17 December 2010

Review: "The Fighter"

If Mark Wahlberg receives an Academy Award nomination for The Fighter it will be thanks to his incredibly talented costars and his commitment to the project, which he joined as early as 2005. I applaud his transformation from Marky Mark, the rapper and underwear model, to Mark Wahlberg, the serious actor, but other than an undeserved Oscar nomination for The Departed (2005), he has done little to earn my admiration. The Fighter is a good film because of three outstanding performances from Christian Bale, Amy Adams and Melissa Leo. Both Bale and Leo give frightening and riveting performances. My problem with The Fighter is that I had no sympathy for Micky Ward, the real-life boxer portrayed by Mark Wahlberg. I found it very hard to cheer for a character who, while being a victim of his upbringing, is ultimately a a victim of his own poor choices. Wahlberg's performance left me feeling less than inspired. Like Ben Affleck, Mark Wahlberg seems to thrive when he is playing a character from Boston, or its environs. It becomes much harder to appreciate a performance when it feels familiar even when the character is unique. The Fighter is not unlike many other films based on real life events. We have seen characters from poor backgrounds fighting the odds and succeeding. I take issue with Micky Ward because he is content to be emotionally repressed by his mother and brother and turns down a fresh start. Despite three electrifying and powerful performances from its trio of supporting actors, The Fighter is an underwhelming and predictable film with a disappointing lead performance from Mark Wahlberg.

Micky Ward (Wahlberg) has always lived in the shadow of his older brother Dicky Eklund (Bale). In 1978 Dicky became the pride of Lowell, Massachusetts when he beat Sugar Ray Leonard in a fight. Their mother, Alice (Leo), who has nine children, has spent most of her life putting Dicky's needs first. She is abusive and controlling. Micky had always looked up to Dicky and wanted to follow in his footsteps and become a boxer. Now, Dicky is a crack addict and still a major influence in Micky's life. Micky has told everyone, including his daughter, that he is going to win a fight in Atlantic City. When his team arrives they are told that his opponent is unable to fight and that they have found a replacement. Unfortunately, the stand-in is twenty pounds heavier and beats Micky convincingly. Micky is then given an opportunity to get paid to train in Las Vegas, but he is too attached to his abusive mother and his brother. The one highlight in Micky's life is his girlfriend Charlene (Adams), a woman who has had her share of pain and believes Micky should put some distance between him and his family. When Dicky is arrested and put in prison Micky, with the help of his father George (Jack McGee), begins training again without interference from his mother and brother. Micky starts to win fights and eventually earns a chance to fight for the Welterweight Championship.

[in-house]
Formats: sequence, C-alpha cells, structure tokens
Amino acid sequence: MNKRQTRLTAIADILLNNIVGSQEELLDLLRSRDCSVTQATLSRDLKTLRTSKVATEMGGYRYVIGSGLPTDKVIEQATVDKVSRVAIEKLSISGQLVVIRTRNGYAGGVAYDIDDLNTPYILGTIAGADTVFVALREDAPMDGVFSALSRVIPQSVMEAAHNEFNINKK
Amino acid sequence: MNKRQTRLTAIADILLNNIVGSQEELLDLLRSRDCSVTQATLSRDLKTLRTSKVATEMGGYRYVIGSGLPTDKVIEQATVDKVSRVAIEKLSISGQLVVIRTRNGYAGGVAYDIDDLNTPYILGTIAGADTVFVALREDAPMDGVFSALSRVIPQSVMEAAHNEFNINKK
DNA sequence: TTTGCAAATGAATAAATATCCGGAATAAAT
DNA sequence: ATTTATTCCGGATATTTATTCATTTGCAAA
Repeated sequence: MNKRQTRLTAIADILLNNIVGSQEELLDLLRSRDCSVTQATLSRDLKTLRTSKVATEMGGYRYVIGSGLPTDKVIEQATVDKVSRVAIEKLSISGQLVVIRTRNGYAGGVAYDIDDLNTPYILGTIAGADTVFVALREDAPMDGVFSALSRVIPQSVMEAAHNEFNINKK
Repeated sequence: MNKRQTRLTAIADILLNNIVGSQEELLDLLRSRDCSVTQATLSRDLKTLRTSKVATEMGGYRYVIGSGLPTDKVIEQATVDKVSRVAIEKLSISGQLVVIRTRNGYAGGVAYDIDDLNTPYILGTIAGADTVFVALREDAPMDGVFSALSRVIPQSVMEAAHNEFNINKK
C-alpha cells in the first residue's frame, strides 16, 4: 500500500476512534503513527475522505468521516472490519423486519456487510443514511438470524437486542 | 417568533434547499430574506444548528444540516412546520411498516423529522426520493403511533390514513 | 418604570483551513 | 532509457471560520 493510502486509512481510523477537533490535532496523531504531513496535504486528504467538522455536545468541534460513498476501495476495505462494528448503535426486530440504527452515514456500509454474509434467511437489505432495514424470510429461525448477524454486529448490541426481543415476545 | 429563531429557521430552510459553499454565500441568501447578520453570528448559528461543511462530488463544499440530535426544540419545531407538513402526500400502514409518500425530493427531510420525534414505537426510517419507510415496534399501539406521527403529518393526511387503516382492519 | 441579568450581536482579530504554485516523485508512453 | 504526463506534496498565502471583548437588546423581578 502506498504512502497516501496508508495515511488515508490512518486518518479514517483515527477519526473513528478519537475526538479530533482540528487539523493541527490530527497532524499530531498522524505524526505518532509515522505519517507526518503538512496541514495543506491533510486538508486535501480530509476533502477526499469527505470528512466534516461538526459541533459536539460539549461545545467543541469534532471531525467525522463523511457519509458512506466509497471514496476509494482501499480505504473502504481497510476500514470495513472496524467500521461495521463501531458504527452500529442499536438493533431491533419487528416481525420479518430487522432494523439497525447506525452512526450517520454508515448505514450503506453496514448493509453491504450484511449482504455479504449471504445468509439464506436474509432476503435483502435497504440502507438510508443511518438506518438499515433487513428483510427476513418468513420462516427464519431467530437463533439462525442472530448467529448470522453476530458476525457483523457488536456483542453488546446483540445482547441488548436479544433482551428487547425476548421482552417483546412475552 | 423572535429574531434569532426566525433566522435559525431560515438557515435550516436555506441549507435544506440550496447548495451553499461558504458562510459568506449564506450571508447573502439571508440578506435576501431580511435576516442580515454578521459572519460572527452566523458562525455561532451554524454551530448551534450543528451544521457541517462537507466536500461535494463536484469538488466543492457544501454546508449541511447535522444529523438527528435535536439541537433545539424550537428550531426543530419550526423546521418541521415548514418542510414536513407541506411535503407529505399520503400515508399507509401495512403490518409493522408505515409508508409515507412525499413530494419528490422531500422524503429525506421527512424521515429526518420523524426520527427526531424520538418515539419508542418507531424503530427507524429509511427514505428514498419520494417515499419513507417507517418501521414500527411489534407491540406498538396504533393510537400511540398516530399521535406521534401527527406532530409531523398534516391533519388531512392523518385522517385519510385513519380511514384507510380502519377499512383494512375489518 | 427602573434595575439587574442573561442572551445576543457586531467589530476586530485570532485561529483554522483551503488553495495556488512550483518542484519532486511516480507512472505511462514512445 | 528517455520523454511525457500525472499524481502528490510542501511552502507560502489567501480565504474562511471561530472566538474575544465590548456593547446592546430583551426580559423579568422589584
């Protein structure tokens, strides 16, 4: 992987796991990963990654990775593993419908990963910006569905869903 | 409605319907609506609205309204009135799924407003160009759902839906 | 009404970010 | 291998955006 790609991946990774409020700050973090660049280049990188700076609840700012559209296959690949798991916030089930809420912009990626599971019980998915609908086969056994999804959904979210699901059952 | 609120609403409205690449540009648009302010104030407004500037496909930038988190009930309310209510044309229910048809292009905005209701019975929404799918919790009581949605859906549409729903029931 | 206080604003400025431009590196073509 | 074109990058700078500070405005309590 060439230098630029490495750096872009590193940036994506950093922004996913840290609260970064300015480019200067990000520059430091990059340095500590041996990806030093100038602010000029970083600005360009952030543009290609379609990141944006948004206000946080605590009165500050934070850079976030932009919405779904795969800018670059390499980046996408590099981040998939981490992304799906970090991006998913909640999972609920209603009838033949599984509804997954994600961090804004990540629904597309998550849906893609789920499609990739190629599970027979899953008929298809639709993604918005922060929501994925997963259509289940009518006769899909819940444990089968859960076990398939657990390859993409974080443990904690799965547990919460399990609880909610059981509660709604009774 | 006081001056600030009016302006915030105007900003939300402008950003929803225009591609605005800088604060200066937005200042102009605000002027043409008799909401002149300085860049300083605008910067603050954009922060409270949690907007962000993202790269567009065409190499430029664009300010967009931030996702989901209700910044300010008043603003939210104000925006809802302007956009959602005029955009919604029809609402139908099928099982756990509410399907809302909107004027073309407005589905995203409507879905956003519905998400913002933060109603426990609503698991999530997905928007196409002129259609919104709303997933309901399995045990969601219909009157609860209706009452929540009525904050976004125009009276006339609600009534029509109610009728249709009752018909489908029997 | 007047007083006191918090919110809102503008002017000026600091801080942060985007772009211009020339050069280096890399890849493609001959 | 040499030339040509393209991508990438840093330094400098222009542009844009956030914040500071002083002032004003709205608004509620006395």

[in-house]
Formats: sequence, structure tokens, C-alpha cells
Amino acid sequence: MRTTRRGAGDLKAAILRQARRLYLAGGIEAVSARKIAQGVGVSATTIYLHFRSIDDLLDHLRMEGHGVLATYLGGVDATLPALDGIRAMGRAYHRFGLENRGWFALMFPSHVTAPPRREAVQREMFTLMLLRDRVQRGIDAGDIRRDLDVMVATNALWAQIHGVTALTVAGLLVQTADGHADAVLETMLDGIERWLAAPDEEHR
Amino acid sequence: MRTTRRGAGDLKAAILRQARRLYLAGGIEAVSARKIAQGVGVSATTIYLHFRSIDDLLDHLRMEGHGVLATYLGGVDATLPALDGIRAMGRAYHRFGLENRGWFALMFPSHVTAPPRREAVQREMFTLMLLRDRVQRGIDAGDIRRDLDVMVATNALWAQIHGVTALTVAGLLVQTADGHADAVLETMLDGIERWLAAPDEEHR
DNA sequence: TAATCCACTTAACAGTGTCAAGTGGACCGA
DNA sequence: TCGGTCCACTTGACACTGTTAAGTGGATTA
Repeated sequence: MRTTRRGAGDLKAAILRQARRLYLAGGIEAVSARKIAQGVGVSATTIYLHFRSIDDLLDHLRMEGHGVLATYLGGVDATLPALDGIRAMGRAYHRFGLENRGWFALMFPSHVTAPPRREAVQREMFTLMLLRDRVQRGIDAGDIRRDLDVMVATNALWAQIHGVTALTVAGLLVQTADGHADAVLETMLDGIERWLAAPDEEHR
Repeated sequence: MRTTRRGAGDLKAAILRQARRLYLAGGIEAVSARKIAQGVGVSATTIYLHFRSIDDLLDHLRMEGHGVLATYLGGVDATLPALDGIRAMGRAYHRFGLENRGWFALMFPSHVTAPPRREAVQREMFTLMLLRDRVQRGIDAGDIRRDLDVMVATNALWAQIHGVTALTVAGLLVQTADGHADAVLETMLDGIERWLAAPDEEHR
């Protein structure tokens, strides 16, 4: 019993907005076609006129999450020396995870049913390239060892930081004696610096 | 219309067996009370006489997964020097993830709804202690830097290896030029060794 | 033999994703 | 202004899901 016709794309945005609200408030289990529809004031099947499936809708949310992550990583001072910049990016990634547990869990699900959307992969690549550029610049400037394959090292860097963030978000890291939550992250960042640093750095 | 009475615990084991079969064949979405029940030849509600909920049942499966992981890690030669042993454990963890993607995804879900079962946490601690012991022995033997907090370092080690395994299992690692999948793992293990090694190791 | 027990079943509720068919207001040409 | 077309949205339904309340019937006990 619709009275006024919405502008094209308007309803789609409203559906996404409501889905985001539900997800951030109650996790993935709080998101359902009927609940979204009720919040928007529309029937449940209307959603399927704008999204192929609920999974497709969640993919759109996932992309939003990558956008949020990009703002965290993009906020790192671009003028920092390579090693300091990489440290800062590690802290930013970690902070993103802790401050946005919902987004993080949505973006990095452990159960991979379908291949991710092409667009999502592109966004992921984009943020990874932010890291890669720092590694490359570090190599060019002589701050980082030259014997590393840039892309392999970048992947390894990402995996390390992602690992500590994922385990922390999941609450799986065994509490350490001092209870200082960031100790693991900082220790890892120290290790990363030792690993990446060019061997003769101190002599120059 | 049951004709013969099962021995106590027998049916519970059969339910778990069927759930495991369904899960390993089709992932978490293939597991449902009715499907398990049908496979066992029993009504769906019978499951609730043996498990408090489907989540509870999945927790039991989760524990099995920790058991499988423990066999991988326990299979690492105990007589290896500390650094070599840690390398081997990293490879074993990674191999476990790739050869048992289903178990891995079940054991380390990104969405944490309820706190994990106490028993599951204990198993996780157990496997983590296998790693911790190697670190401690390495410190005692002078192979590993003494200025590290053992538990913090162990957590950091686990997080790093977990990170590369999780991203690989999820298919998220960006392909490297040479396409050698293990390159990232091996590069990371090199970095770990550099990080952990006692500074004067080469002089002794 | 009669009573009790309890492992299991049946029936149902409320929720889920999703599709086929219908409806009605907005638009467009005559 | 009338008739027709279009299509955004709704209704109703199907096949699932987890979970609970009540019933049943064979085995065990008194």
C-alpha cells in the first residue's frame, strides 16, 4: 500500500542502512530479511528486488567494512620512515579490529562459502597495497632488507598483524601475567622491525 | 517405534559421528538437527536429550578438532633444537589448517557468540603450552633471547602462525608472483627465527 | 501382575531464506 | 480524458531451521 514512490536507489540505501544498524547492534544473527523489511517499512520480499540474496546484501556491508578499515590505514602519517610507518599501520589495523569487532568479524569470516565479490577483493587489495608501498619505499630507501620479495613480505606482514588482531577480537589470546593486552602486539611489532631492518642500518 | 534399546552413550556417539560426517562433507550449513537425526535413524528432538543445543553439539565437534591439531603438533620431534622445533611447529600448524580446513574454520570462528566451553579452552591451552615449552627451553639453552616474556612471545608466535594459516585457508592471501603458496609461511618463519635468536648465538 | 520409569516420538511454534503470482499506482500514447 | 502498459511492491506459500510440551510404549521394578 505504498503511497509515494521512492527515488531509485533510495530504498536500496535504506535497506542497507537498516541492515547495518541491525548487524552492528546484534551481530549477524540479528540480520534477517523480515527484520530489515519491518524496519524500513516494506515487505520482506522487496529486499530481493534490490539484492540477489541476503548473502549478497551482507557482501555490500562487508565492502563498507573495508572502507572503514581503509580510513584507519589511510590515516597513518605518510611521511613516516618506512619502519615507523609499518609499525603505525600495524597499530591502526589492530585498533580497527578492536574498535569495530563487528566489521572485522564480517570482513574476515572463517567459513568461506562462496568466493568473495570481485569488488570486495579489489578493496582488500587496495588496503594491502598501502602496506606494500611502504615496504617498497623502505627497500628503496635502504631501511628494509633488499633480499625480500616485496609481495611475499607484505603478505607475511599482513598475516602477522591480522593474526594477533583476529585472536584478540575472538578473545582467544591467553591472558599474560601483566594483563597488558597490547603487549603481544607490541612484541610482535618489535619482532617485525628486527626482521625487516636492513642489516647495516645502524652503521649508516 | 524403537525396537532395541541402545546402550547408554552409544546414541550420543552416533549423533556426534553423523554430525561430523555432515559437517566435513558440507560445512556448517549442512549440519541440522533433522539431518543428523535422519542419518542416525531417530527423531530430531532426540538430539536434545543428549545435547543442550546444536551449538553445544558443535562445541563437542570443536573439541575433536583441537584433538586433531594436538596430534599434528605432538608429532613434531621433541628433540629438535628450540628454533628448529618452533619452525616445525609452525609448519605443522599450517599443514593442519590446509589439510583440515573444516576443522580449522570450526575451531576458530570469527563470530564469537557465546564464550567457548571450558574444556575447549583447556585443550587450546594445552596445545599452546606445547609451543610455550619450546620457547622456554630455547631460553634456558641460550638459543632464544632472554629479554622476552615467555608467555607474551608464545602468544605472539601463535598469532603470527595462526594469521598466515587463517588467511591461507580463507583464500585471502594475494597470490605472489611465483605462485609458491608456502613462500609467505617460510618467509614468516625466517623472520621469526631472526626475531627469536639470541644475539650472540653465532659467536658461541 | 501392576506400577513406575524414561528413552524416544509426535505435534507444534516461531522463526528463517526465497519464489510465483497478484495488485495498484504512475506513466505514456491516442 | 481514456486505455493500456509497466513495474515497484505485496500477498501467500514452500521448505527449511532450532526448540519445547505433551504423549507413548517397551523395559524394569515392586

I would not say that I have any interest or knowledge when it comes to boxing, yet it seems to be a very popular sport to film. Rocky (1976), Raging Bull (1980) and
Million Dollar Baby (2004) all won Academy Awards. These three films have one thing in common: a thoroughly fascinating lead character. The Fighter, and Micky Ward, are hardly fascinating. Roger Ebert, in his review of the film, has a similar viewpoint. He calls the character unfocused. While Roger Ebert may have a greater respect for Mark Wahlberg, I agree that the character is one-dimensional. It is hard to believe, as an audience, that Micky Ward would be so devoted to a mother that shows such little interest in his well-being. Dicky, Alice and Charlene are such passionately envisioned characters that is hard to forgive the film, and screenplay, for making Micky feel so flat. Christian Bale, Melissa Leo and Amy Adams are more talented and have a greater range than Mark Wahlberg, but it is no excuse when he has been working on and training for this film for so many years. Personally, the film started on a sour note when the words "Based on a true story" appeared on the screen. It felt unnecessary and pretentious. There may have been a lot of heart surrounding the production of The Fighter, but the film fails to connect emotionally because of its unsympathetic lead character.

My rating: 2 stars out of 4.

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